Strategic plan survey results: Edmonds needs wider variety of stores, more affordable housing

After months of asking residents, business owners, customers and employees what they think about Edmonds — from housing prices to shopping opportunities to transportation options to schools — the consultant hired to develop a road map for Edmonds’ future presented his findings to a joint meeting of the Edmonds City Council and Planning Board Tuesday night.

Among the highlights of online surveys and in-person focus groups: Edmonds needs a wider variety of stores to keep people from shopping in nearby communities; it should encourage creation of more affordable housing to accommodate young people and families; and the city needs to develop a more user-friendly regulatory environment for businesses.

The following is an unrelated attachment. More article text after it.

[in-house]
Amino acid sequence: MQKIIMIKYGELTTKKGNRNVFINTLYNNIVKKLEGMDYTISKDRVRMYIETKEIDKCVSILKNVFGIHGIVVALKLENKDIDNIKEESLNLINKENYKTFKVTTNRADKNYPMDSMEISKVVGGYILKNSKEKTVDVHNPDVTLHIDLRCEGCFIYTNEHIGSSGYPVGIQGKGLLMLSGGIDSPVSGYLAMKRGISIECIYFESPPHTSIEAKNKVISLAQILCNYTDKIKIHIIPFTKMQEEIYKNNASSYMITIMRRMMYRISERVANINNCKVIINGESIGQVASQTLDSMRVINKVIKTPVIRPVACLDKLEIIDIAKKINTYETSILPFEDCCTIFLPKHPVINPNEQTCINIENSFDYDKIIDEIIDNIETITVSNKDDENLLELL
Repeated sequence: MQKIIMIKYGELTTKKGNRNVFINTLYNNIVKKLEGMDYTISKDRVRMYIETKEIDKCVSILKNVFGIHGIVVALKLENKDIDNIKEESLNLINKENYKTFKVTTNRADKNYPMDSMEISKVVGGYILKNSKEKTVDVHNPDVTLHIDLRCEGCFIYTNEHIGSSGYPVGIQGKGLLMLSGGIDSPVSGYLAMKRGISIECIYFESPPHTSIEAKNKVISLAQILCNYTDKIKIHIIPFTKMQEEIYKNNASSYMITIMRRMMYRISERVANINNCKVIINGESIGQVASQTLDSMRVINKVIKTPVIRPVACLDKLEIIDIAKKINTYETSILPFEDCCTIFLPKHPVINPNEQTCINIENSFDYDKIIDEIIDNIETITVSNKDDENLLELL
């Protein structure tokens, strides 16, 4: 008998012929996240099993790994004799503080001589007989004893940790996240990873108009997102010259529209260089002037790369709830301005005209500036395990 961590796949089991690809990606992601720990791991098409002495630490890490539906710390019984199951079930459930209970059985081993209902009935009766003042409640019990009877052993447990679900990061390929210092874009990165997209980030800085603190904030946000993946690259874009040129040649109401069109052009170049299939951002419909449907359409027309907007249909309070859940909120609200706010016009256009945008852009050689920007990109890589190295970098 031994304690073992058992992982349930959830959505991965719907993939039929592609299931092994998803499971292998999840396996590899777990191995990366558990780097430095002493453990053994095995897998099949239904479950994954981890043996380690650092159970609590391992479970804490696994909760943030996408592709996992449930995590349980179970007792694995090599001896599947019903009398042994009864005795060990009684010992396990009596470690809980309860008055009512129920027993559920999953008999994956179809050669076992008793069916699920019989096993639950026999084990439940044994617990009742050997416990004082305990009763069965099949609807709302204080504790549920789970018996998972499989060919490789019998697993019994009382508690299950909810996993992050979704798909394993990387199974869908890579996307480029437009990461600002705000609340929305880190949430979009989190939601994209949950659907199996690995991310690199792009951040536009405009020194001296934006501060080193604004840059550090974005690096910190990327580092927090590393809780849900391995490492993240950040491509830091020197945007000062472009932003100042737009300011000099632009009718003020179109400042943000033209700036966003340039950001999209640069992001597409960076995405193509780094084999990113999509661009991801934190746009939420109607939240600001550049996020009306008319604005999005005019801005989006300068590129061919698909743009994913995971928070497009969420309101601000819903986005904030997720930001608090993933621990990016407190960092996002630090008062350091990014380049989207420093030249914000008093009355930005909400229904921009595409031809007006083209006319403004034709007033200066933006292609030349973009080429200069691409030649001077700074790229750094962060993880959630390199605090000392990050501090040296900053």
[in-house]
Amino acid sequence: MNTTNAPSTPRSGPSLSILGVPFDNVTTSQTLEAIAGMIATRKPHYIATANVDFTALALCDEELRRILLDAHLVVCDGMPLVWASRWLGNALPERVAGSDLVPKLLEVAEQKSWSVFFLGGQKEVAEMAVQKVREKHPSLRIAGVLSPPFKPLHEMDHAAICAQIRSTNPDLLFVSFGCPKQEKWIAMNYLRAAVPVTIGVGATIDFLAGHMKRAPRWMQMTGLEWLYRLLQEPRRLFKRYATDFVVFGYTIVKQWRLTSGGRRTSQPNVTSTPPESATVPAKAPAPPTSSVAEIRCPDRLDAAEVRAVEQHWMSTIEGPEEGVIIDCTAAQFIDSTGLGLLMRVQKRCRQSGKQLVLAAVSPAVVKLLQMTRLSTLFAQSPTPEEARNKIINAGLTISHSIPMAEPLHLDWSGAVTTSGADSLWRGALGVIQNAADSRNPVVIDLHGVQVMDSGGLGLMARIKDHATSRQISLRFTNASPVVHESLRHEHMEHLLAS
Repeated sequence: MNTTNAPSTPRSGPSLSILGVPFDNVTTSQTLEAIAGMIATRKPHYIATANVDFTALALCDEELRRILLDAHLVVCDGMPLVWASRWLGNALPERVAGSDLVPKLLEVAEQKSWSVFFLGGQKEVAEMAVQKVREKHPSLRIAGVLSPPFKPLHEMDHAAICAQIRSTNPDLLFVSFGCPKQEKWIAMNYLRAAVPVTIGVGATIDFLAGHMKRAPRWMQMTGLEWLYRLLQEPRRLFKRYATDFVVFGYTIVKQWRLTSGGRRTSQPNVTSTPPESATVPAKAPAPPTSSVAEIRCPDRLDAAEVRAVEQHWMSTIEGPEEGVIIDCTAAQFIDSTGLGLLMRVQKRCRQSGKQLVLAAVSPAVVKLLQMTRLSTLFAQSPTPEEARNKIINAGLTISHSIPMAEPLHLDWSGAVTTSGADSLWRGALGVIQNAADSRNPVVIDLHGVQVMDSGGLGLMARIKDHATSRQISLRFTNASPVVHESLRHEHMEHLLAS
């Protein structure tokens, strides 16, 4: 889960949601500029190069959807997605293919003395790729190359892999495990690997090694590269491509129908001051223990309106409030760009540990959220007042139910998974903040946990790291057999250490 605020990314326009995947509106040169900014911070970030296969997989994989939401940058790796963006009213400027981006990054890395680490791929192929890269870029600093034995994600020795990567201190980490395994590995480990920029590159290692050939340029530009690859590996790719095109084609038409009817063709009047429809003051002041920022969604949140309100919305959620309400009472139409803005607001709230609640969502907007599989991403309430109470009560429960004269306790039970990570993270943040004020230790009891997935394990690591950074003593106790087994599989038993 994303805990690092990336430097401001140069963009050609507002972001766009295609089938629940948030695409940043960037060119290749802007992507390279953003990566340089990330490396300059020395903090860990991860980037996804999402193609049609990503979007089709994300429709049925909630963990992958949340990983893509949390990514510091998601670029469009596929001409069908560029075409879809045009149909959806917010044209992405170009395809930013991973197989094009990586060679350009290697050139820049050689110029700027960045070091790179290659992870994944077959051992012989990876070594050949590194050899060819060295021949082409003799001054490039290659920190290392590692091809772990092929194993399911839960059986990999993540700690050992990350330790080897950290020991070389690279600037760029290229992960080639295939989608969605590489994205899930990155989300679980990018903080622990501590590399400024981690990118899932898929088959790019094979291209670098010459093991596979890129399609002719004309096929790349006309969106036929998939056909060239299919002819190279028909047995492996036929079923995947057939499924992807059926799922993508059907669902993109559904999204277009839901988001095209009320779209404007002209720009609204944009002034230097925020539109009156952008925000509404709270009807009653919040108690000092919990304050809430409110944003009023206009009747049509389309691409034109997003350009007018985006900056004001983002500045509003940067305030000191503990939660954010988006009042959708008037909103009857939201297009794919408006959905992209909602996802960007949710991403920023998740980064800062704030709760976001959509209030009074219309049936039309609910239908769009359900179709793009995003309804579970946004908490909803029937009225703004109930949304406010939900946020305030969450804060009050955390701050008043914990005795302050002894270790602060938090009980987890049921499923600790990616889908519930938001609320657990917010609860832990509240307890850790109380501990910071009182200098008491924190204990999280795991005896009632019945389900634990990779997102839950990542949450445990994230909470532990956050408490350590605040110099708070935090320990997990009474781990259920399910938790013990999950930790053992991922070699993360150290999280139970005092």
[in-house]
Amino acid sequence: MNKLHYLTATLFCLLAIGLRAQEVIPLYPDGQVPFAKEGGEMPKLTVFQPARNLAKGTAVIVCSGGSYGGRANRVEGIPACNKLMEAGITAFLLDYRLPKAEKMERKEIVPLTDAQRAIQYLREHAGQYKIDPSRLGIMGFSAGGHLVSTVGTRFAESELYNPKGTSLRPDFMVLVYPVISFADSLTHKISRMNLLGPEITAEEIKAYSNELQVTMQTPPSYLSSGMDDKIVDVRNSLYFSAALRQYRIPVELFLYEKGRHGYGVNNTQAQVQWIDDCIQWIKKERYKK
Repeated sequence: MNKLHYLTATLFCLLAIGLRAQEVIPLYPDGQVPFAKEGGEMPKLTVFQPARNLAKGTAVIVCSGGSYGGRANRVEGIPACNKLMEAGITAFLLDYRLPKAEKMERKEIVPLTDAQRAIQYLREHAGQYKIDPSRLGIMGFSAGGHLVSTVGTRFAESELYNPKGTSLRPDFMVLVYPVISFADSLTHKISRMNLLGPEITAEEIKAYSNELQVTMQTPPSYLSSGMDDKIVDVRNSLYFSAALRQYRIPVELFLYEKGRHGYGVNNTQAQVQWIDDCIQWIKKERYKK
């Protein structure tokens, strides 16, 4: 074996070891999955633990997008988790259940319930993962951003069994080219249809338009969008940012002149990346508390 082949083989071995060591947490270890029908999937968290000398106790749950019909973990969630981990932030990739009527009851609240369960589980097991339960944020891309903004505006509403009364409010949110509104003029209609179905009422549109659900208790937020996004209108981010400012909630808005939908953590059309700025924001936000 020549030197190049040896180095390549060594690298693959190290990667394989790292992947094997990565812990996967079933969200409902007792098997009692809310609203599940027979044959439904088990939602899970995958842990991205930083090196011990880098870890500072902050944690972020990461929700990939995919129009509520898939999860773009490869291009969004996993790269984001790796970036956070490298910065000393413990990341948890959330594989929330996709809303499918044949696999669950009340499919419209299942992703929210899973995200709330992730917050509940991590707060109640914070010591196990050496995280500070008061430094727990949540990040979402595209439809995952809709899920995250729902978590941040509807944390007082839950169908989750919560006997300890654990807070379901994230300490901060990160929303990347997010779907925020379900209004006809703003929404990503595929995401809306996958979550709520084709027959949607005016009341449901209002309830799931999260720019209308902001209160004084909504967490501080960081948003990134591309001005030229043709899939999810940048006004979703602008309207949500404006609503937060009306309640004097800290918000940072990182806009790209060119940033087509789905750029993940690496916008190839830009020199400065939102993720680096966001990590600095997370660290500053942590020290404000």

Consultant Tom Beckwith said he wanted to give council and planning board members a chance to review the data before it is shared with community members during a Strategic Plan open house set for Thursday, May 3.  You download the full 110-page report from the city’s website (click on April 24, Retreat #4 Presentation Material) that summarizes the results of the online and mailed surveys, and in-person focus groups and brainstorming sessions, otherwise known as charrettes.  The next step will be to go out in late May/early June with a statistically valid survey distributed at random to registered Edmonds voters, Beckwith noted.

The surveys were divided into five categories: adult and young adult residents, businesses, employees and customers. Here’s a summary of each:

Young adults (119 responses)